How to Clean Drywall Dust From Hardwood Floors

Hunker may earn compensation through affiliate links in this story.

After the renovation work is complete, the cleanup begins -- and if your renovation included wall repair, you'll be cleaning up drywall dust. The fine dust comes from cutting the core of the drywall as well as sanding the joint compound used to tape and finish the seams. You can get most of it with a vacuum, which also helps to prevent spreading the fine dust into cracks and gaps in the flooring.


Video of the Day

Filters for Drywall Dust

Your vacuum doesn't have to be equipped with a HEPA filter to properly contain drywall dust -- a standard filter bag will do, as long as it has no holes. It's best to empty the bag or vacuum before you begin vacuuming and, if the job is a large one, to check it often and empty it as needed.


Vacuum and Brush

Once you have a working vacuum with a proper filter, cleaning drywall dust and residue from a hardwood floor is easy. Your vacuum accessory shouldn't have a beater bar, and if it does, make sure you turn it off, or it might redistribute as much dust into the air as it picks up. Run the vacuum over the whole floor, and concentrate on picking up dust from cracks and grooves between boards, where it is likely to have collected. After a once-over with the vacuum, use a brush to clean dust out of the grooves. If you're sensitive, you should probably wear a dust mask while vacuuming.


Scrape, Vacuum and Wipe

A good time to remove the inevitable blotches of hardened joint compound left on the floor during the mudding process is while you're brushing dust out of the cracks. Use a plastic putty knife to remove dried mud -- it won't scratch the floor the way a metal one might. You'll be able to scrape up most blotches by hand, but if any are stubborn, give the putty knife a tap with a hammer to dislodge them. After you've finished brushing and scraping, vacuum once more. Then wipe the floor down with a slightly dampened cloth or towel to remove the fine layer of dust that the vacuum couldn't get. Rinse the cloth frequently, and wring it out to make sure you're not adding too much water to the floor. Once it's clean, dry the floor with a dry cloth or towel.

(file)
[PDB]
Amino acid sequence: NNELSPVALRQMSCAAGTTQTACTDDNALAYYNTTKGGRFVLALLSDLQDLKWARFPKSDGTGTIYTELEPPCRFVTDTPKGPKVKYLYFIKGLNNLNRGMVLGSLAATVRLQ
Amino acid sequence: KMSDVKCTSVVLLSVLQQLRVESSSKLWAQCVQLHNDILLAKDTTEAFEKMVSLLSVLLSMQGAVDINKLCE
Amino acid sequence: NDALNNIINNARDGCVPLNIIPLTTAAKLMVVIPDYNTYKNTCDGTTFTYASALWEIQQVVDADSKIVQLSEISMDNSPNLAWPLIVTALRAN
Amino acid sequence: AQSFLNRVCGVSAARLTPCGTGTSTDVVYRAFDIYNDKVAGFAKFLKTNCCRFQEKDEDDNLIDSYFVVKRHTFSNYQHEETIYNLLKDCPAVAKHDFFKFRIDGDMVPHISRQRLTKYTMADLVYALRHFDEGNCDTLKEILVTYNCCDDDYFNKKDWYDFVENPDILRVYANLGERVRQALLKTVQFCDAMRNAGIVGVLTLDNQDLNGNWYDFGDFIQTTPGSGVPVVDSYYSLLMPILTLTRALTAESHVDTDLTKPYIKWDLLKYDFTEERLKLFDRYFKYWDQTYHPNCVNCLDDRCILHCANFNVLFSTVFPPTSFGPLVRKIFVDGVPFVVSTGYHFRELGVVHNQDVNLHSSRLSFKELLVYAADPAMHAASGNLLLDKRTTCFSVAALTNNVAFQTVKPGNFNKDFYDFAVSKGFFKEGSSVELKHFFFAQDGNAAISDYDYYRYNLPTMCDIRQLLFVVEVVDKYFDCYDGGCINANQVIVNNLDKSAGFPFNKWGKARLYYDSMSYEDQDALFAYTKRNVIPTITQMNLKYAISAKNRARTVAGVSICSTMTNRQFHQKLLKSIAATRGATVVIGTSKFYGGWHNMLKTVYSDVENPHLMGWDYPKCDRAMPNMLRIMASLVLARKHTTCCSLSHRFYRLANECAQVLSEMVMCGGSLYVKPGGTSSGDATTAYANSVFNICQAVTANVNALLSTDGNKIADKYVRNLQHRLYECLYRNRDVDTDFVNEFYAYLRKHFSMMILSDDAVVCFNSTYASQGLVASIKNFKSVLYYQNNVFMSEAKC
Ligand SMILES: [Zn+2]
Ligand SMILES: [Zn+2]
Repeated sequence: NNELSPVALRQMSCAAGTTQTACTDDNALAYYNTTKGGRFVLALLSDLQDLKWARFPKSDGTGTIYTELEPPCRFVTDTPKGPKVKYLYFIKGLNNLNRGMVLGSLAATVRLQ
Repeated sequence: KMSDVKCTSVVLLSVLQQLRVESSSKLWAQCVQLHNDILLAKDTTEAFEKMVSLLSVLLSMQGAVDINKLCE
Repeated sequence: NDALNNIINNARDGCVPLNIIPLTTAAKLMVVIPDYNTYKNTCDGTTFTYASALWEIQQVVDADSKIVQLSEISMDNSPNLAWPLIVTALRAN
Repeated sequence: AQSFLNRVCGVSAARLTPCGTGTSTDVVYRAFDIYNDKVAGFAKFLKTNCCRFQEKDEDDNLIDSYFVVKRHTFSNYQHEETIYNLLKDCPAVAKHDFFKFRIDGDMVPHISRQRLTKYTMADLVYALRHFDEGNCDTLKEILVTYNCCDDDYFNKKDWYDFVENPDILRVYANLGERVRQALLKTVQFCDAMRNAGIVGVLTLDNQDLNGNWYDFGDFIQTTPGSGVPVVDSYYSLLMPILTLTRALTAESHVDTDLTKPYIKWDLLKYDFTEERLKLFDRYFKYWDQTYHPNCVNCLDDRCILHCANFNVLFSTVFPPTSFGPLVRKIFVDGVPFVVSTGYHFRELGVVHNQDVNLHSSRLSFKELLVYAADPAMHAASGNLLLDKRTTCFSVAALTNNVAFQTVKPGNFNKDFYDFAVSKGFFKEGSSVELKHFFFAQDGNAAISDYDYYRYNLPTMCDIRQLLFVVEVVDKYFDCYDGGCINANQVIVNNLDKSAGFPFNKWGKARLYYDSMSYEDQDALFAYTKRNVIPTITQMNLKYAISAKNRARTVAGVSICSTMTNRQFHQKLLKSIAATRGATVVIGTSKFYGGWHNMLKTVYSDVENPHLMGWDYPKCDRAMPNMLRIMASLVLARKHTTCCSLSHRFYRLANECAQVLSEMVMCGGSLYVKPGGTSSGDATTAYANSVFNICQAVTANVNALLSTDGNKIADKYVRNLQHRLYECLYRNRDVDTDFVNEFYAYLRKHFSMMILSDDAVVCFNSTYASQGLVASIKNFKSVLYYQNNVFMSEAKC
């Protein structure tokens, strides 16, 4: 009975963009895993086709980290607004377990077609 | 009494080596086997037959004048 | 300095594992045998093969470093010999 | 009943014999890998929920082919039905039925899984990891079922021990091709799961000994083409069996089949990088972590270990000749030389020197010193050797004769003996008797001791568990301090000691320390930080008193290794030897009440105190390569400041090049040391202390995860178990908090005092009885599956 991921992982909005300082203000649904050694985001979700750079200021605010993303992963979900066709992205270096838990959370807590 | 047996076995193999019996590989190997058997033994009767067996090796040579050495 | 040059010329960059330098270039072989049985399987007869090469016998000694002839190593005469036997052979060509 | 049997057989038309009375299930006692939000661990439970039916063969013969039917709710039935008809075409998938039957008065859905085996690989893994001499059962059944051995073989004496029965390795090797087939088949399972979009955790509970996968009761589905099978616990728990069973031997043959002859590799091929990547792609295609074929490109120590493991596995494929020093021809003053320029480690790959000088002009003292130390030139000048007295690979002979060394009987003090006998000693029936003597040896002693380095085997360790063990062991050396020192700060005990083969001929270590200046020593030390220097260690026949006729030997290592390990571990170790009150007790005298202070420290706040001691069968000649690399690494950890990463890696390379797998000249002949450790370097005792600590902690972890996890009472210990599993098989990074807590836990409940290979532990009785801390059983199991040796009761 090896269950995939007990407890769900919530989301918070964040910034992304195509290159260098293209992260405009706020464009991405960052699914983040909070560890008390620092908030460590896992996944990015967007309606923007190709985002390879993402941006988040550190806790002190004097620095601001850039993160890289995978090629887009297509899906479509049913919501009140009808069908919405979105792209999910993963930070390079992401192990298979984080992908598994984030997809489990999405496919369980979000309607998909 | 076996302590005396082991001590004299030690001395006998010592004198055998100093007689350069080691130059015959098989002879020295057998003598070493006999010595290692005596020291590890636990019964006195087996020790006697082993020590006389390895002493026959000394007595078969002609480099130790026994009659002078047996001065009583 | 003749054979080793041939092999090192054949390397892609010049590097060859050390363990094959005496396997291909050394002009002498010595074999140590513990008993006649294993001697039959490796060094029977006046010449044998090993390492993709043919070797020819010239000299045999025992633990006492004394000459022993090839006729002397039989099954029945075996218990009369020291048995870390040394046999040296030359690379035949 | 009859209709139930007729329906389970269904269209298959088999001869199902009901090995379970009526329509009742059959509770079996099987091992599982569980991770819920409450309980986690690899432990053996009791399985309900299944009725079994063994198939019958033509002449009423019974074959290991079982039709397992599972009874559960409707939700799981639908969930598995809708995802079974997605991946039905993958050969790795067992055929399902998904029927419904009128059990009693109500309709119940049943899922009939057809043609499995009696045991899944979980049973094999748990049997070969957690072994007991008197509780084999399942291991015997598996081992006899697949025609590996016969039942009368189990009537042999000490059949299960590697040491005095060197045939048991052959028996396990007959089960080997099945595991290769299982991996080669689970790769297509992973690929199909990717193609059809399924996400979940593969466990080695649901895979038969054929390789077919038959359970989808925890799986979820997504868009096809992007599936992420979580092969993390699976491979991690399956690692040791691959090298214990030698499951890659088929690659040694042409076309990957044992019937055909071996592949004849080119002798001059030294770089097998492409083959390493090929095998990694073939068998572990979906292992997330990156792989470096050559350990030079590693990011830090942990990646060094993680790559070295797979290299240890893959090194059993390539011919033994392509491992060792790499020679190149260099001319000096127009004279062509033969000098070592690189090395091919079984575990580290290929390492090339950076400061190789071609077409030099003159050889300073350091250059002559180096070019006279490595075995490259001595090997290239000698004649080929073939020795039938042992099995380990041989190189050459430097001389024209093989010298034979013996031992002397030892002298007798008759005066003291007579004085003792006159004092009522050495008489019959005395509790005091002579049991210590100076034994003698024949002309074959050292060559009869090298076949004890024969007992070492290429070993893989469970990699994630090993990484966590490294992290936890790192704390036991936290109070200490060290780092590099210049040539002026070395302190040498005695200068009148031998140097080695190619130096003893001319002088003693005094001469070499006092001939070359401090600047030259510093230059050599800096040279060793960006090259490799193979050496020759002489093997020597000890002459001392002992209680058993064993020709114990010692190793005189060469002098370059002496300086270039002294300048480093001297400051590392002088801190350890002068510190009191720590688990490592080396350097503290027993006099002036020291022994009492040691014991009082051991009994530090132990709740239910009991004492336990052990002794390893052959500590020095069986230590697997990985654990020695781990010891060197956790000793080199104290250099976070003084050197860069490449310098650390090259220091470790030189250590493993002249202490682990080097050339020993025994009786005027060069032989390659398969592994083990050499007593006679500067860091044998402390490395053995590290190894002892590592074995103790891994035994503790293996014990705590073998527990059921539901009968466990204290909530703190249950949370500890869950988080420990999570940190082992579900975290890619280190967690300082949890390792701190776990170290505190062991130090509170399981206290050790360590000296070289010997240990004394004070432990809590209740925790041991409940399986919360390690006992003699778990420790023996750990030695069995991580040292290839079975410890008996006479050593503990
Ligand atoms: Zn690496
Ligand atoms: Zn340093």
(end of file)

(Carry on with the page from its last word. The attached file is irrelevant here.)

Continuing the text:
Chris Deziel is a contractor, builder and general fix-it pro who has been active in the construction trades for 40 years. He has degrees in science and humanities and years of teaching experience. An avid craftsman and musician, Deziel began writing on home improvement topics in 2010. He worked as an expert consultant with eHow Now and Pro Referral -- a Home Depot site. A DIYer by nature, Deziel regularly shares tips and tricks for a better home and garden at Hunker and Family Handyman.